Millions of people around the world communicate better thanks to Mignon Fogarty, aka "Grammar Girl", whose top-rated weekly grammar podcast has been downloaded more than 30 million times. After realizing her fans were asking the same questions over and over, Mignon decided to focus her attention on those words that continuously confound the masses. Grammar Girl's 101 Misused Words You'll Never Confuse Again clears up such conundrums as:
—When to use affect and when effect is right—Whether to say purposely or purposefully —What the difference is between hilarious and hysterical
Packed with clear explanations, fun quotations showing the word used in context, and the quick and dirty memory tricks for which Mignon is known, this friendly reference guide ends the confusion once and for all and helps students speak and write with confidence.
"Good writing skills are a must in any professional career, and there's no secret to being a good writer: Learn the tools of English, and practice. And read, of course. A lot. Students can use a hand learning the basics—and the trickier points—of language, and that's where three new books come in. Mignon Fogarty, better known as 'Grammar Girl' . . . wrote her three latest books just for students, to help them learn new words, navigate tricky meanings, and put them all together into clear, coherent English. 101 Words Every High School Graduate Needs to Know and 101 Misused Words You'll Never Confuse Again are short, handy word guides. [101 Misused Words You'll Never Confuse Again] actually contains more than 101 words, as most entries differentiate at least two words that are commonly mixed up. The entries include 'affect/effect,' 'lay/lie' and 'till/'til/until.' Each word is explained and illustrated with [examples] . . . An added feature in this book is [a] 'quick and dirty tip' for most entries—these offer a mnemonic or short sentence to help people remember the differences . . . It's all done in a light, friendly style with copious examples of what to do, and focuses much more on doing than on not-doing. The main message [is]: You can write; here are the tools."—Lisa McLendon, The News & Observer (Raleigh)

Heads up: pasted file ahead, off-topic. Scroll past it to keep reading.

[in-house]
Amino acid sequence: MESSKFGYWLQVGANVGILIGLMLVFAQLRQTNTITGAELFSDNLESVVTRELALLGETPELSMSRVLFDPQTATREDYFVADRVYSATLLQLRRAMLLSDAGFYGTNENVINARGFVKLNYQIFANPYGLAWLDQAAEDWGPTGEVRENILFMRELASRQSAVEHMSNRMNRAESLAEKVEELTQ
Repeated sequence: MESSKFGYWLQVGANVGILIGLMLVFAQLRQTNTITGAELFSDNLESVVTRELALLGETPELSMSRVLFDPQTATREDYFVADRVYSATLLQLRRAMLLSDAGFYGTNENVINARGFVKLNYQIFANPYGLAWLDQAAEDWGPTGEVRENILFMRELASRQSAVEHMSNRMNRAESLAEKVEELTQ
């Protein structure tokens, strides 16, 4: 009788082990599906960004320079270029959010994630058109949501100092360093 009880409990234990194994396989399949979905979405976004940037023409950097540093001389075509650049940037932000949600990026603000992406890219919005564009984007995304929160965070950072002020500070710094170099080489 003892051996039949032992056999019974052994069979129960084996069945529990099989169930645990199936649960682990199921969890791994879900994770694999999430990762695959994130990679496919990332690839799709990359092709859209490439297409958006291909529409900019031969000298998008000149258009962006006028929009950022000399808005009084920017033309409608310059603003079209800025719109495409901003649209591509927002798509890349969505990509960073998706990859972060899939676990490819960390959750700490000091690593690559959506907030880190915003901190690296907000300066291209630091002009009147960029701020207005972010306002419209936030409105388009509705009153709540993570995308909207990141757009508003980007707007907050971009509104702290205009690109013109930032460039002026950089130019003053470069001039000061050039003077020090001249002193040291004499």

Reviews from Goodreads
A Versus An
Sadly, a lot of people were taught the wrong rule for using the articles a and an. It's the sound of the next word that determines the word choice, not the first letter.
If the next word starts...